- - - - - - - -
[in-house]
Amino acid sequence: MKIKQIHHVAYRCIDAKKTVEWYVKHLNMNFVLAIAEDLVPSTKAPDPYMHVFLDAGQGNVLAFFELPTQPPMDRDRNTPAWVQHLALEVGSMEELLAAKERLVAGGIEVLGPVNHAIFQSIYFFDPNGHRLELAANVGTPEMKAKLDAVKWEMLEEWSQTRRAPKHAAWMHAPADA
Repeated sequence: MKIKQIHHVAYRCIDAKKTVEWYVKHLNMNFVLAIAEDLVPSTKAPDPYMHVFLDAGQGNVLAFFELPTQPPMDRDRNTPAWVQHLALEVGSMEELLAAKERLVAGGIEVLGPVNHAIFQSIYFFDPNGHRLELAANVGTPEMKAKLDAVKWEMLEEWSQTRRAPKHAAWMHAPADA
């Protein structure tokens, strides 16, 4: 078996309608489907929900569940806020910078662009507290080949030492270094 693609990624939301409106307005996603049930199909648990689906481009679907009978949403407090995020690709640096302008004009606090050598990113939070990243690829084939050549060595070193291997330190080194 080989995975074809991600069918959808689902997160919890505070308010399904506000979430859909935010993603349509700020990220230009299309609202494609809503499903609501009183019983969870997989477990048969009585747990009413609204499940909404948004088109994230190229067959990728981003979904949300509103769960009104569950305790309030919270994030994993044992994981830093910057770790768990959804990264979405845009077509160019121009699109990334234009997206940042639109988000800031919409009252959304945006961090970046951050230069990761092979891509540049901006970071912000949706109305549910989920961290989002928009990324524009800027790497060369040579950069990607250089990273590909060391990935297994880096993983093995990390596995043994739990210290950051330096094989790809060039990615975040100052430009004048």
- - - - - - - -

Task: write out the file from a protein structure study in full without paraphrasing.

[in-house]
Amino acid sequence: MKIKQIHHVAYRCIDAKKTVEWYVKHLNMNFVLAIAEDLVPSTKAPDPYMHVFLDAGQGNVLAFFELPTQPPMDRDRNTPAWVQHLALEVGSMEELLAAKERLVAGGIEVLGPVNHAIFQSIYFFDPNGHRLELAANVGTPEMKAKLDAVKWEMLEEWSQTRRAPKHAAWMHAPADA
Repeated sequence: MKIKQIHHVAYRCIDAKKTVEWYVKHLNMNFVLAIAEDLVPSTKAPDPYMHVFLDAGQGNVLAFFELPTQPPMDRDRNTPAWVQHLALEVGSMEELLAAKERLVAGGIEVLGPVNHAIFQSIYFFDPNGHRLELAANVGTPEMKAKLDAVKWEMLEEWSQTRRAPKHAAWMHAPADA
């Protein structure tokens, strides 16, 4: 078996309608489907929900569940806020910078662009507290080949030492270094 693609990624939301409106307005996603049930199909648990689906481009679907009978949403407090995020690709640096302008004009606090050598990113939070990243690829084939050549060595070193291997330190080194 080989995975074809991600069918959808689902997160919890505070308010399904506000979430859909935010993603349509700020990220230009299309609202494609809503499903609501009183019983969870997989477990048969009585747990009413609204499940909404948004088109994230190229067959990728981003979904949300509103769960009104569950305790309030919270994030994993044992994981830093910057770790768990959804990264979405845009077509160019121009699109990334234009997206940042639109988000800031919409009252959304945006961090970046951050230069990761092979891509540049901006970071912000949706109305549910989920961290989002928009990324524009800027790497060369040579950069990607250089990273590909060391990935297994880096993983093995990390596995043994739990210290950051330096094989790809060039990615975040100052430009004048």